Nice to Meet You: Connie Treat
For several decades, Connie Treat has been an American Red Cross collection specialist, comforting blood donors and helping to regularly save lives by collecting blood products. She answered our questions about her position and working for the Red Cross.
Q: What does a collections specialist do? A: A collection specialist is trained staff to interview potential donors for a blood donation. If the donor is eligible then they will take the donor to our donor bed. This is where they look and palpate the vein. When they find a suitable vein, they will connect a donor identification number (DIN). They scrub the antecubital area with a Chlora prep. They gently scrub a 2 1/2 x 2 1/2 inch area for thirty seconds. The specialist is trained in this procedure. They insert the needle in the donor's vein, and it takes from 4-20 minutes to fill the blood pack unit. The unit is on a scale that rocks back and forth. The scale alarms if the unit is at the correct weight or it alarms if the blood flow slows down. Staff are trained for 30 days, and this is a new training system.
Q: Why is it important for people to donate blood? A: If people do not donate blood, then we could lose lives. For some diseases, receiving blood products is the only way the patients can live.
Q: How long have you been with the Red Cross? A: I have worked at the red cross for 30 years.
Q: What do you like most about your job?
A: Every day is different. I work with different groups of staff and visit different communities. The hours are different every day too. I travel a lot. I travel to Eastern Nebraska, Northern Kansas and Western Iowa. This is a part of my job that I love. The traveling, different hours and the challenges of daily operations to make things work. The bottom line is I love my job. It has been so rewarding over the years.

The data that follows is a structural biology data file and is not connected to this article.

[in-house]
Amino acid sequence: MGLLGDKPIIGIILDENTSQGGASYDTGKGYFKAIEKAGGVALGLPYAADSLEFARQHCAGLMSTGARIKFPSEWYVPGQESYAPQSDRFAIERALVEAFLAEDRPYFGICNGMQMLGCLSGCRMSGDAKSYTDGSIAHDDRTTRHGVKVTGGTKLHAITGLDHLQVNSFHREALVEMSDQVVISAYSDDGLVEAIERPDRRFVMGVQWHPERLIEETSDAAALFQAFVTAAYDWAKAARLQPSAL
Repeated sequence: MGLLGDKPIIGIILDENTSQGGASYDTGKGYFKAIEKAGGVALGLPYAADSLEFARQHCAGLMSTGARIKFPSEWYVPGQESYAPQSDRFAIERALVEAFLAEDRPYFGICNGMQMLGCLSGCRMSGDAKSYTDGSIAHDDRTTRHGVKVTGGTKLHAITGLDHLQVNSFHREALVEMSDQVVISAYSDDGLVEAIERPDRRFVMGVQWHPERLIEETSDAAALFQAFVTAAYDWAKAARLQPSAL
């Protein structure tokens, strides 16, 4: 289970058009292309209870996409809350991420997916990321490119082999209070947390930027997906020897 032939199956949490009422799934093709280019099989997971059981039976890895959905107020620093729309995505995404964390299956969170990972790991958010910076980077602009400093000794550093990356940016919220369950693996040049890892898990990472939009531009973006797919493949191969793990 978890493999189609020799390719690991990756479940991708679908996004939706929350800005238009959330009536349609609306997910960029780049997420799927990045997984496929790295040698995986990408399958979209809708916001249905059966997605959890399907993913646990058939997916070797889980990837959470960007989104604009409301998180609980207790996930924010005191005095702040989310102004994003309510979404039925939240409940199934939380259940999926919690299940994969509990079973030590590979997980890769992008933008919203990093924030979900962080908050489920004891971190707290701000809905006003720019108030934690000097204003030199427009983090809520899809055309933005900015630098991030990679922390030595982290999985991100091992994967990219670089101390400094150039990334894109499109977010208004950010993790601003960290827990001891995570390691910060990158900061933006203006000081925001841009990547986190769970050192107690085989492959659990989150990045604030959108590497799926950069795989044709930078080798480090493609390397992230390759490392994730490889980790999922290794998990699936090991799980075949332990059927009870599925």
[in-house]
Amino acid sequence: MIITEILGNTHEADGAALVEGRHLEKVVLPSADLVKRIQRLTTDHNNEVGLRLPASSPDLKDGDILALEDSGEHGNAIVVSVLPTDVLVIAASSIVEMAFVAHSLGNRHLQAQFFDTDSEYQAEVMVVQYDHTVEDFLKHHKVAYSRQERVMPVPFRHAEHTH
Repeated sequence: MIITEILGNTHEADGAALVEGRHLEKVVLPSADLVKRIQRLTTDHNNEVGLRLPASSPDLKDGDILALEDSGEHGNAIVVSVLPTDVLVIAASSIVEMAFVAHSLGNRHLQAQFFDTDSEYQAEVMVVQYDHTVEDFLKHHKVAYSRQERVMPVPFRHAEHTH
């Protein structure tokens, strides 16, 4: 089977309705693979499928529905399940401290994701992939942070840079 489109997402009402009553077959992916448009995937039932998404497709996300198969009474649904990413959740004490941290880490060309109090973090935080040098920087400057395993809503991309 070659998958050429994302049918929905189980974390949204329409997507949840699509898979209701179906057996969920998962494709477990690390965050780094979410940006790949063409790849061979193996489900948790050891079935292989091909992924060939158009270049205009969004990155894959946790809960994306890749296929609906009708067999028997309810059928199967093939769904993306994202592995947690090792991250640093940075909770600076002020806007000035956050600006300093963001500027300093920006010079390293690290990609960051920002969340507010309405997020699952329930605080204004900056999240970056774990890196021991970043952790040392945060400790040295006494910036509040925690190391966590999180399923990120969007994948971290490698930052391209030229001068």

Q: What advice do you have for first-time blood donors? A: I have calmed many first-time donor fears over the years. With a first-time donor, I make sure I explain what I am doing. For the best experience, donors should increase fluids two days before donating and two days after donating. Also, make sure you eat a good meal before you donate!
Q: What do you do when you aren't working?
A: I enjoy outdoor activities in the summer. We like boating. I also love cats. I have a multi-poo named Ollie and a Maine Coon named Mosley. They do get along.
Q: What has most surprised you while working with the Red Cross?
A: One moment that I remember took place at a bloodmobile. I was going to draw a donor. He had a huge vein that would work great. He was telling me that only once did a phlebotomist miss his vein. I told him I was experienced and had been at the Red Cross a long time. I ended up having to adjust the needle in his vein and which caused a big bruise and forced me to pull the needle. I felt so bad. I told him I would never forget this moment. Now when a donor asks about my experience, I tell them that I do my best. This is a humbling job.
Q: What is a Red Cross moment that has stuck with you?
A: The one thing I am most proud of is that I performed my daughter's first phlebotomy when she was in high school. Then I performed my granddaughters' first phlebotomies at their high schools. They all are regular donors now. My oldest granddaughter volunteered during her high school years and my youngest has been the coordinator of her high school summer drive.
Pictured from right to left: Connie, her granddaughter, Michaela and her daughter Michelle. This was Michaela's first blood drive.
Q: What do you wish people knew about working with the Red Cross?
A: I've become close to many people at the Red Cross. We have overnights, eat together and ride in vans together (prior to Covid). It is not the usual 9-5 job. This is a regulated job, but I have fun.
If you like to travel, like to work different hours and most of the time be off by 9:00 pm and enjoy working with a variety of people, this is the job for you. This job always changes too. Procedures change and equipment gets updated, so we are always learning. It never gets boring. I am proud to tell people that I work for the American Red Cross.